How Are Houthi Missile Drones Attacking Ships?
“The Gate of Tears,” also known as the Babel-Mandeb Strait, is an important route for cargo ships heading to the Suez Canal, a critical waterway for global trade. An important marine chokepoint that is vital to international trade and shipping is the Suez Canal. Despite its significance, Houthi militants have started attacking the vital conduit across the Babel-Mandeb Strait.
Two possible scenarios show how these attacks could happen:
A Soviet-era P-21 missile with a solid booster and liquid fuel, developed during the Cold War, may be used by Houthi rebels if a ship is within the targeted range of 80 kilometers or 40 miles from the ground.
The missile launches in two stages, the first of which fires for two to three seconds before the second stage kicks in.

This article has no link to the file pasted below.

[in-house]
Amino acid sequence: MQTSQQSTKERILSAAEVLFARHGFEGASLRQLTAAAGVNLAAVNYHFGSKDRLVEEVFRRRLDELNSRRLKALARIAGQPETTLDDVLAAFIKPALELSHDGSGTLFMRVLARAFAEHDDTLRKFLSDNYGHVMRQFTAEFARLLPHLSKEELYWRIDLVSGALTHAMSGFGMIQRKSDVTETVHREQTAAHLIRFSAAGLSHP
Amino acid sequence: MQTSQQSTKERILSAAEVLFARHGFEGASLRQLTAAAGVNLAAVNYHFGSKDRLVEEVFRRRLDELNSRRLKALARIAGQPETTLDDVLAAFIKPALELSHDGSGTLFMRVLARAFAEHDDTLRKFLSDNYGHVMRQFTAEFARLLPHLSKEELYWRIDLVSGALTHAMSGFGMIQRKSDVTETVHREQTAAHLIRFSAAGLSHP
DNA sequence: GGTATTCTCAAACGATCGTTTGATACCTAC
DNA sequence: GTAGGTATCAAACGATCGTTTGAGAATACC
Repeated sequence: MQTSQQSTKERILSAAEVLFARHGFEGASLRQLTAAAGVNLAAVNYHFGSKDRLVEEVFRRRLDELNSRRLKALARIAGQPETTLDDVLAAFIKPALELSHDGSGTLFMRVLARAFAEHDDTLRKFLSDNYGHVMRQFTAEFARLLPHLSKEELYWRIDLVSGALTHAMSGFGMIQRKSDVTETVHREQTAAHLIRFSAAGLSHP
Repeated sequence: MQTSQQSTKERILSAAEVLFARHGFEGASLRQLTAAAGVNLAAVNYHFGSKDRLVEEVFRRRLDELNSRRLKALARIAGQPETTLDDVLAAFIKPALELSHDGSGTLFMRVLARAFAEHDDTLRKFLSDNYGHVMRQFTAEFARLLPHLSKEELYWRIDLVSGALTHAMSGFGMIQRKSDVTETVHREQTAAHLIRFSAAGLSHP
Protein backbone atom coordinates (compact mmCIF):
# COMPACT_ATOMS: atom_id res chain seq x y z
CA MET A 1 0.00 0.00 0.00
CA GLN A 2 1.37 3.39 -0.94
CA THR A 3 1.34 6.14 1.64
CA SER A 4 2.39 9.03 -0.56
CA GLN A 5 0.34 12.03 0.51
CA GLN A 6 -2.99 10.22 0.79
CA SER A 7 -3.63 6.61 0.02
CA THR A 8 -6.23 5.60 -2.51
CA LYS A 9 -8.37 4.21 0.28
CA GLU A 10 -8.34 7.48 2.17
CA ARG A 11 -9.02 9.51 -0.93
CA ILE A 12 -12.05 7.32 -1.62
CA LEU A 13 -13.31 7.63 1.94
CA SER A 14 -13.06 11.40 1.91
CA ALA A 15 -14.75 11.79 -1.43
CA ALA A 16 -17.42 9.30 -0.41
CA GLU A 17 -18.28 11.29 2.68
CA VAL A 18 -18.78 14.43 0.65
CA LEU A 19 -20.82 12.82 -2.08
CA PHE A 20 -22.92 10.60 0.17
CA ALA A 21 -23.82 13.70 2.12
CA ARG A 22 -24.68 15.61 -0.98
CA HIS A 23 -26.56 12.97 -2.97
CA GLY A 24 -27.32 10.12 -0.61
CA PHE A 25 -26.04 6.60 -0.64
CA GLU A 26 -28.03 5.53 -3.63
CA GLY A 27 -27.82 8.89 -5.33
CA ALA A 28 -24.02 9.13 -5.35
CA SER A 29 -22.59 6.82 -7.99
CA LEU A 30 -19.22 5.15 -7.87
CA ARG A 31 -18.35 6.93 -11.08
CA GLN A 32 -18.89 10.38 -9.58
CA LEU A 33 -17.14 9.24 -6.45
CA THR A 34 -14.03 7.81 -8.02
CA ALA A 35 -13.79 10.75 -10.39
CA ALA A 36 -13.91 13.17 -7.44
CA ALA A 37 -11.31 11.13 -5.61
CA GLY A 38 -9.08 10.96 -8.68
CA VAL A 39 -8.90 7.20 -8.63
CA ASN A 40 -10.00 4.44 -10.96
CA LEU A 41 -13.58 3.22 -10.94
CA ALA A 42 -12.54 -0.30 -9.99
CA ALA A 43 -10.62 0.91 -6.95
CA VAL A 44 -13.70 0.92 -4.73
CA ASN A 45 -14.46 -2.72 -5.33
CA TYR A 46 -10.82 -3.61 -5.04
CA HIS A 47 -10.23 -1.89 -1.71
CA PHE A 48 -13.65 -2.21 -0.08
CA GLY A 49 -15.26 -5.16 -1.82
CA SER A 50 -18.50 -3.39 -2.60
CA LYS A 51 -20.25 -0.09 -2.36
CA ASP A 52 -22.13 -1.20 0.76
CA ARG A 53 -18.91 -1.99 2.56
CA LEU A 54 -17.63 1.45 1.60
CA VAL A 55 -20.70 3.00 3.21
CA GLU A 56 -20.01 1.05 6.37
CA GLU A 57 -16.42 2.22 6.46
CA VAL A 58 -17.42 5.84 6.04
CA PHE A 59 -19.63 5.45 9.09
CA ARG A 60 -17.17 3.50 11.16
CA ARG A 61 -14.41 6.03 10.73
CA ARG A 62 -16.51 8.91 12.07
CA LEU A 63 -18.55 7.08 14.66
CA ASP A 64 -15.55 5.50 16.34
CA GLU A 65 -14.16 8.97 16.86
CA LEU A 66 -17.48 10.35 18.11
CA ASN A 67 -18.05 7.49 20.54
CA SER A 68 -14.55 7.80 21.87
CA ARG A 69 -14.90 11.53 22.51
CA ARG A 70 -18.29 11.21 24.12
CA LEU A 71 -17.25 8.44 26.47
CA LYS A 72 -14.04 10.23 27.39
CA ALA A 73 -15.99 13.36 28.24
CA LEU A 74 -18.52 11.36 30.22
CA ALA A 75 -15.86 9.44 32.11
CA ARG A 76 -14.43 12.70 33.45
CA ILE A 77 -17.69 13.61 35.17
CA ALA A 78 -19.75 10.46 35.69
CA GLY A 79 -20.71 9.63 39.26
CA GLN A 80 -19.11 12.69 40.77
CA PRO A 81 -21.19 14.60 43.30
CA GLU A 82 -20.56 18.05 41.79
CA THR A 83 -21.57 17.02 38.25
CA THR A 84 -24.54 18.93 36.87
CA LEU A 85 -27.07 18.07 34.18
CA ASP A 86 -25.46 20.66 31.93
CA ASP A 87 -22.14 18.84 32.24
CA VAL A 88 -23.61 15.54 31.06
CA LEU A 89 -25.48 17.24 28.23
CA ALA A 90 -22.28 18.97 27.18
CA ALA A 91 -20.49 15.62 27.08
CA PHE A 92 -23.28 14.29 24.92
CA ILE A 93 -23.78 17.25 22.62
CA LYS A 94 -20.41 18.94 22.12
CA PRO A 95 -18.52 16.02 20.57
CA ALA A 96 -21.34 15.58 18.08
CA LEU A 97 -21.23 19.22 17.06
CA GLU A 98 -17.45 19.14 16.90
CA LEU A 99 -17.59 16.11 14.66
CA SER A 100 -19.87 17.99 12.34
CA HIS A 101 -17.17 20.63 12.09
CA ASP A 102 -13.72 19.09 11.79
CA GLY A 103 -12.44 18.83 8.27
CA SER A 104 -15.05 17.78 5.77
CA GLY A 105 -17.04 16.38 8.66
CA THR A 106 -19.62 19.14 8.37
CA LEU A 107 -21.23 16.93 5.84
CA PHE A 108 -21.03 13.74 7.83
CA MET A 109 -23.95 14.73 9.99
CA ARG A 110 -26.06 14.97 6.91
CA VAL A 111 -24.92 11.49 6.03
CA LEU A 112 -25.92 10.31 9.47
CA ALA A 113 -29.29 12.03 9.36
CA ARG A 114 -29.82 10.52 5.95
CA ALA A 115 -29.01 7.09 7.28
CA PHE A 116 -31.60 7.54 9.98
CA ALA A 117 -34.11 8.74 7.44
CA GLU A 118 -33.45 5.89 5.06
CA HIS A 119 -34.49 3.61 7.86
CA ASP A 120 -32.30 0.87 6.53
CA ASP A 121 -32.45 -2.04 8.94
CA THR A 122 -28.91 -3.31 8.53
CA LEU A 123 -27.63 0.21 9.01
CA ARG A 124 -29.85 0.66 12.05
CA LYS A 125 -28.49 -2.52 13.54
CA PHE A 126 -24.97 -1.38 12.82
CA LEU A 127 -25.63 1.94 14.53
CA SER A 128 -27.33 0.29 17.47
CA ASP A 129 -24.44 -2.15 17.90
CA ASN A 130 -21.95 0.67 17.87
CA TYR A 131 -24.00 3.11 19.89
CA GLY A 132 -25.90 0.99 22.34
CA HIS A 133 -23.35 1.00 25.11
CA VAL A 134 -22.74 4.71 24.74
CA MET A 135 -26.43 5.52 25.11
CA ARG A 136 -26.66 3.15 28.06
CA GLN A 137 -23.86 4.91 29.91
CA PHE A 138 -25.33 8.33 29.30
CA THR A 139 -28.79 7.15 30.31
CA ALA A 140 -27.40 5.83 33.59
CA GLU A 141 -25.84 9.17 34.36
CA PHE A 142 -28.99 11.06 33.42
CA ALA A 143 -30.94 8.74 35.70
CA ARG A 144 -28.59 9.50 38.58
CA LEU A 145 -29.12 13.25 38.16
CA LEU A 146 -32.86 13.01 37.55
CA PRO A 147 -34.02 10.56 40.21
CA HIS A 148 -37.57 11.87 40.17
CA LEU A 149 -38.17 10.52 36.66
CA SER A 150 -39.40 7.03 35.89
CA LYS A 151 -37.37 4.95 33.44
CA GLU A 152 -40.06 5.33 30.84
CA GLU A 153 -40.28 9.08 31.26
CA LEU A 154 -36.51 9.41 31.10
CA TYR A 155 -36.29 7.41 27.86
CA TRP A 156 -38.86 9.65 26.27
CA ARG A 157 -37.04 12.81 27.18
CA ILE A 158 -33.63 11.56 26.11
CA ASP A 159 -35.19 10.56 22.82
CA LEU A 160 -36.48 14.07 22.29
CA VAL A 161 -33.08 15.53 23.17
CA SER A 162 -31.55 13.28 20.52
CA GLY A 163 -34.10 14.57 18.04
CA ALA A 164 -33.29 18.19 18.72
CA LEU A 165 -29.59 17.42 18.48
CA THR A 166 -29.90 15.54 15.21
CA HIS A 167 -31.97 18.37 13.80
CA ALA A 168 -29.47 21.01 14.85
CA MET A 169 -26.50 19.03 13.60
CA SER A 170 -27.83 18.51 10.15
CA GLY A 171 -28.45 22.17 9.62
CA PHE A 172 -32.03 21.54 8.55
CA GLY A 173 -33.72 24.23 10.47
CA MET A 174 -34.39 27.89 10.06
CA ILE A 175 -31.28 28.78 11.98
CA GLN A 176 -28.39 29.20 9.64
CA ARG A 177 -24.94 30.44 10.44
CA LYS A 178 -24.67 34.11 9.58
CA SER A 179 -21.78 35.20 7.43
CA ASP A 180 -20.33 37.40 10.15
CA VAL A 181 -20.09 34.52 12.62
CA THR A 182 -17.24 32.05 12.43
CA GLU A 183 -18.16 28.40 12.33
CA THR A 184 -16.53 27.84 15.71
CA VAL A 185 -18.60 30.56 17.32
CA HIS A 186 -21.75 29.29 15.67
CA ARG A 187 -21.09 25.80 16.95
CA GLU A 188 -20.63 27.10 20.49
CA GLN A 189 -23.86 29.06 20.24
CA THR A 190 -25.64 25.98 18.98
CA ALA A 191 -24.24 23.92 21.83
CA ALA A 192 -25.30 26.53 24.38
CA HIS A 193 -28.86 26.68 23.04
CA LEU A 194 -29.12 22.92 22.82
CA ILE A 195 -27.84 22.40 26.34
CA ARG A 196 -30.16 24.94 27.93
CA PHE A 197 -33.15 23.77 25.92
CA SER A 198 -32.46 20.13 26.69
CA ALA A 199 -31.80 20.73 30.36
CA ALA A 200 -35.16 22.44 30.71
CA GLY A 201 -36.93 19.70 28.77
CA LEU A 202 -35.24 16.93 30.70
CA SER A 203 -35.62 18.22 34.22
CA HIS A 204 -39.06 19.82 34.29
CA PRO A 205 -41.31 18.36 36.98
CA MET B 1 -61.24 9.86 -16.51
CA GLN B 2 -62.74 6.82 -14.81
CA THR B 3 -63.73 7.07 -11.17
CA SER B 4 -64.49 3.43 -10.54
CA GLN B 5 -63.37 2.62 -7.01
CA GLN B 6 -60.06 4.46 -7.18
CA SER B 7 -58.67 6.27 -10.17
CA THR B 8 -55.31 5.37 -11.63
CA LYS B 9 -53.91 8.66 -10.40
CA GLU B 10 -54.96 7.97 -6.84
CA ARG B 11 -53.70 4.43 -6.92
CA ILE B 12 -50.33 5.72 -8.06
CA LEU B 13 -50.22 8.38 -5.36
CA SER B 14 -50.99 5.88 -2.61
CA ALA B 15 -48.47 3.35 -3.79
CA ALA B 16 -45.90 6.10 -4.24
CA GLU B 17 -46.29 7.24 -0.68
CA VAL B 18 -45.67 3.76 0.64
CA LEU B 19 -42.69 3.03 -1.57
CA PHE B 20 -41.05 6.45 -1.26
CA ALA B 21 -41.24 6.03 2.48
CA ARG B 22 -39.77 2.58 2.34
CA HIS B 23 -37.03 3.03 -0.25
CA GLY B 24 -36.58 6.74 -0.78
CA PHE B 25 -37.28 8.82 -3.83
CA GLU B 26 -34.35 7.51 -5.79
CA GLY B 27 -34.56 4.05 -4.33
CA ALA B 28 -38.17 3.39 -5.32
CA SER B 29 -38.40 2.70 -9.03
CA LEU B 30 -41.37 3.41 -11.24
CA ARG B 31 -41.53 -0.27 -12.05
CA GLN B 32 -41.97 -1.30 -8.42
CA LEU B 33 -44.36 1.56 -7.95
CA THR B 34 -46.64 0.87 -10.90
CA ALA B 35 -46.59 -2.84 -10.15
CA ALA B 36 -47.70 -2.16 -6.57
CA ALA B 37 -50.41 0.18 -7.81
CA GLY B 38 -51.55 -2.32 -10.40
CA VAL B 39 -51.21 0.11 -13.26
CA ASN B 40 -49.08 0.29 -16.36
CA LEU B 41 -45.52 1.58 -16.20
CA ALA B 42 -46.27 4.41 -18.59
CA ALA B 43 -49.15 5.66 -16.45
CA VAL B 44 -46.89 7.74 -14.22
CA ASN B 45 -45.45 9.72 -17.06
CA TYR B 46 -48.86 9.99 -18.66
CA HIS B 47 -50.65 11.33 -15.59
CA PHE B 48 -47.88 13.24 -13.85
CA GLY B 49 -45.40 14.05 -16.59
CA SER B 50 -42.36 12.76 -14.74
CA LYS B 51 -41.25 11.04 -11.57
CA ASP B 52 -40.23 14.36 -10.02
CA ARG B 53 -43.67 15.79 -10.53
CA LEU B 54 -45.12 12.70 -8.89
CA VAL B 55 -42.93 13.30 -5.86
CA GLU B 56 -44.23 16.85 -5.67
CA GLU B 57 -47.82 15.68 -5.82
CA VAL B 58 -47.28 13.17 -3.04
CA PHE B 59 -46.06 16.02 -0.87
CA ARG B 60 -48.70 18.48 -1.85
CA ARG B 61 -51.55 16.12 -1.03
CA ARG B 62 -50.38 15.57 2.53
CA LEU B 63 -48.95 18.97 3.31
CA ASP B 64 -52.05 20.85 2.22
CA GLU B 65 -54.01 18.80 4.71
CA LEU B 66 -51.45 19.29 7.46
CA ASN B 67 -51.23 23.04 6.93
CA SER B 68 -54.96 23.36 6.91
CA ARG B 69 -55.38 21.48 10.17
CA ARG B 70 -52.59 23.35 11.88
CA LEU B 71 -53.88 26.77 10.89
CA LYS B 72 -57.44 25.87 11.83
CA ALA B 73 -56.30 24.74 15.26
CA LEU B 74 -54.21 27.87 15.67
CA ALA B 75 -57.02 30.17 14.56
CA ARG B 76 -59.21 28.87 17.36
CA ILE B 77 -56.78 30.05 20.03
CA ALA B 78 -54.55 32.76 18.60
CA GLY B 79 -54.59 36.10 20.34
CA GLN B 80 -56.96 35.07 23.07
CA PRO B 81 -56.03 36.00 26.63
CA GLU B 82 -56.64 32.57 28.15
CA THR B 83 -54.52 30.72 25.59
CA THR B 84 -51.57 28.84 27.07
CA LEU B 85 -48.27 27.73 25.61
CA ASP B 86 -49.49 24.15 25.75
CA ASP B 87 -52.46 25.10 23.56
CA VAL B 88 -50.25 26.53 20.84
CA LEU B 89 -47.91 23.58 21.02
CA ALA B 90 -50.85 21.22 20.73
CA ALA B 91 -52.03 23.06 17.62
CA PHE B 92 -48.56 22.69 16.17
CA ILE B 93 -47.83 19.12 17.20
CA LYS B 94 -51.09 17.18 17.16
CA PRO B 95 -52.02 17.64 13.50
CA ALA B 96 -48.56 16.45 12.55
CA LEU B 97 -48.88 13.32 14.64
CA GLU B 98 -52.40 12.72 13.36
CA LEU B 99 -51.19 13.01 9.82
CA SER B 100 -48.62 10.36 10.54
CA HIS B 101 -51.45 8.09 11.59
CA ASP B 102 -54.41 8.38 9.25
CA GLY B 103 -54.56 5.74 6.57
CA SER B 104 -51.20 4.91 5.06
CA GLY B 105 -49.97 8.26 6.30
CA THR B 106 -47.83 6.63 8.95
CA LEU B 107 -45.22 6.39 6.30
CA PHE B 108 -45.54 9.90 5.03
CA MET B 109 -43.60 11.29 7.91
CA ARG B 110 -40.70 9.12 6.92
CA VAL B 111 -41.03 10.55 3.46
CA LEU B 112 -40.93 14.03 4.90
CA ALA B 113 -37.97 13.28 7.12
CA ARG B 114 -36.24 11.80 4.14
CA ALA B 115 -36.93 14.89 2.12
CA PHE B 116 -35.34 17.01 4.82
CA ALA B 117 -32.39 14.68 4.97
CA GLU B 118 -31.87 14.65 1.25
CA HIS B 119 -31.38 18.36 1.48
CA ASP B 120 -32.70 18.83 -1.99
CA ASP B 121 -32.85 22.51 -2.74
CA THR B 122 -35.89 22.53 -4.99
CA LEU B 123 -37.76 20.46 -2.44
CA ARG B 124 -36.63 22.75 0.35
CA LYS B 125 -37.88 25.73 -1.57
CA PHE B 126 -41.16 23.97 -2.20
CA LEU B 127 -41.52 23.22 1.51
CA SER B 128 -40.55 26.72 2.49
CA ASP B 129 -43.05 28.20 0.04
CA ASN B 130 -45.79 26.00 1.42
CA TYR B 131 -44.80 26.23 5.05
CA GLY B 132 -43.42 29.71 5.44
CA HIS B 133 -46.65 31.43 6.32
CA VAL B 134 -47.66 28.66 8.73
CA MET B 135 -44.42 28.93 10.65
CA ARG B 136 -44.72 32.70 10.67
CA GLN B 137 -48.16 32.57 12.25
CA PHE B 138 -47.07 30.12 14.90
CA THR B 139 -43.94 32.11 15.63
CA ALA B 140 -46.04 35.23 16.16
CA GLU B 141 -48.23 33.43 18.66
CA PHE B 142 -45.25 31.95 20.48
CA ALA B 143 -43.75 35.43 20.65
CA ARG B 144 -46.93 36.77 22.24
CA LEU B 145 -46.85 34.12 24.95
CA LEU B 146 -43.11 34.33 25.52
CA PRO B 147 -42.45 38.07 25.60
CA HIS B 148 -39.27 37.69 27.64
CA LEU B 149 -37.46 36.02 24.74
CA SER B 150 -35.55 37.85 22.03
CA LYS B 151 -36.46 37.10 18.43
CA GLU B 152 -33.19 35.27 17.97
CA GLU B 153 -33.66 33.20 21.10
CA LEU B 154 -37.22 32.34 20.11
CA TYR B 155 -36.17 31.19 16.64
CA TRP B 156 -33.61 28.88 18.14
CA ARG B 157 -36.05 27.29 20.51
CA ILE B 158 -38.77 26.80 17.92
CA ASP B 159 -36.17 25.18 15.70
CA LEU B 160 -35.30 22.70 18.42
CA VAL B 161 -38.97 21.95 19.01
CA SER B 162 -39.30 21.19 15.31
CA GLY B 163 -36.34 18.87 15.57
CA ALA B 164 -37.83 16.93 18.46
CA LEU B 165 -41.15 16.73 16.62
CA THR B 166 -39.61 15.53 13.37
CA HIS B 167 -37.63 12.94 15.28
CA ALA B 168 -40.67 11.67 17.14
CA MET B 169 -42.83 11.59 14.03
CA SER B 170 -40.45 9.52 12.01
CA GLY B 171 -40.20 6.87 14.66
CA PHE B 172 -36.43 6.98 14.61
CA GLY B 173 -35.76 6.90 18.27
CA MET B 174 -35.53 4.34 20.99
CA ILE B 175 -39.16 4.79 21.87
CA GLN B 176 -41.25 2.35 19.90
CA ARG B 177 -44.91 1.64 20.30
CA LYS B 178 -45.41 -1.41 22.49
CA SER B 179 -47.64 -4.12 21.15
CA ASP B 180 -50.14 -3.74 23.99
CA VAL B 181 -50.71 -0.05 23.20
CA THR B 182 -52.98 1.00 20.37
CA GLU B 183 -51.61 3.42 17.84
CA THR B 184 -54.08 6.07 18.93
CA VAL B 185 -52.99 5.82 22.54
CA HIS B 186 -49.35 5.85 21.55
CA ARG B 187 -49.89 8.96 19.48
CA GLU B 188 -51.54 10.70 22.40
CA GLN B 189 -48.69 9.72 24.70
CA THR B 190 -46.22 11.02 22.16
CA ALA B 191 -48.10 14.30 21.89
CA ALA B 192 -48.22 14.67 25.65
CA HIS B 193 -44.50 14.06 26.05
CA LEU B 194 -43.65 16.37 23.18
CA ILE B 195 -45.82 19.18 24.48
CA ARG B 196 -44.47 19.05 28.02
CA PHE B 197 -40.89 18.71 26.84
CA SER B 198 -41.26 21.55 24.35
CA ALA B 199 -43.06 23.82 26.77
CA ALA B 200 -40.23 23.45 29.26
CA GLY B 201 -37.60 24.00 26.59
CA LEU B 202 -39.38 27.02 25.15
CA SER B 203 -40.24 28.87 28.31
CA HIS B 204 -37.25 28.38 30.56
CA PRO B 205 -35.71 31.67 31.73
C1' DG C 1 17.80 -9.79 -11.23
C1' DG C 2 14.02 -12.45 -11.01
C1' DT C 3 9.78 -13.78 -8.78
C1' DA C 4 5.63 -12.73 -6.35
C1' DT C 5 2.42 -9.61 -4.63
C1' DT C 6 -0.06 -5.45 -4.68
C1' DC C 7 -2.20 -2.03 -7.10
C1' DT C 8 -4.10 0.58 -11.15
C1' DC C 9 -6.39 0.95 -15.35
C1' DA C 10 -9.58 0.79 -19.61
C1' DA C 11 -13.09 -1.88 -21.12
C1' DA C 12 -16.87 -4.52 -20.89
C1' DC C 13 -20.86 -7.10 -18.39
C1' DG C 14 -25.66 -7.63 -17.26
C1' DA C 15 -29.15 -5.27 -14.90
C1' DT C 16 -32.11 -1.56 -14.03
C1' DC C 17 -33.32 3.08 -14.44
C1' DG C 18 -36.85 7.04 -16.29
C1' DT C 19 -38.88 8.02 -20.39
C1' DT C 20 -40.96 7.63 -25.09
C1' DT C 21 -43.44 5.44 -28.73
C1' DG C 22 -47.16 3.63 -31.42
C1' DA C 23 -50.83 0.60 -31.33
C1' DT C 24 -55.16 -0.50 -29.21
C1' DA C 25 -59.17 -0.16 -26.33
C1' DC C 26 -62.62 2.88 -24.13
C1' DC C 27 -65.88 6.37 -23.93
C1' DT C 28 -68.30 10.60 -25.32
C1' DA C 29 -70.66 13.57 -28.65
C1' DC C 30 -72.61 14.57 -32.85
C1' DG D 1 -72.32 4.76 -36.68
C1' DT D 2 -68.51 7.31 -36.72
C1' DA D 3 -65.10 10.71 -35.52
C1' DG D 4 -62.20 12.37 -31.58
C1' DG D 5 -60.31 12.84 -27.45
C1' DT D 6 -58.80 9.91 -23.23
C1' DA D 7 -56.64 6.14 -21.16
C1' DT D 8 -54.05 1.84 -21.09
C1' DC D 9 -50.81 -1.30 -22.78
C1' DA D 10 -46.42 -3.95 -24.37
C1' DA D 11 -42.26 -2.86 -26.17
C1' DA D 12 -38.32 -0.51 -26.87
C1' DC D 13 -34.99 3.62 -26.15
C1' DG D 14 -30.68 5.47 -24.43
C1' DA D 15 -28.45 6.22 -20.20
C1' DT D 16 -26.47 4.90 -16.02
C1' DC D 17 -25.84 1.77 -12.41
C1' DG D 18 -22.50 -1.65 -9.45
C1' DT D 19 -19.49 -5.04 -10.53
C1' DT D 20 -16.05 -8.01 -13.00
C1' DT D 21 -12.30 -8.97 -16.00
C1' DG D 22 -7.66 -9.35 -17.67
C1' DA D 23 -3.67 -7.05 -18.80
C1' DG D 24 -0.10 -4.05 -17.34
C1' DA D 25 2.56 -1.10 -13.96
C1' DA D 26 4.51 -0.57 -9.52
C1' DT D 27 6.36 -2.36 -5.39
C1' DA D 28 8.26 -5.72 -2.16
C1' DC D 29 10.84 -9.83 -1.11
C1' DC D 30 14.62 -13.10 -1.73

The missile uses its radar to look for a target. Once locked on, if it strikes at the proper angle, it can theoretically destroy or sink a cargo ship by deploying a hollow-shaped charge warhead.
In this scenario, an Iranian-reengineered missile from the Soviet era is used by Houthi militants to combat ships.
The target is 28 miles or 45 kilometers away from the launch position of the modified SA-2 missile.
For example, over ten hours, Houthi troops fired three anti-ship ballistic missiles at Mach 3.5 and two ground attack cruise missiles on a US destroyer that was cruising the Red Sea.
Thankfully, the American destroyer’s defense system reacts well and eliminates the approaching threats. This prompt and effective action guarantees everyone’s safety and stops any damage to nearby ships. The fact that the damaged trade channels are quickly secured despite the attempted attacks emphasizes how crucial strong defense systems are to preserving maritime activities.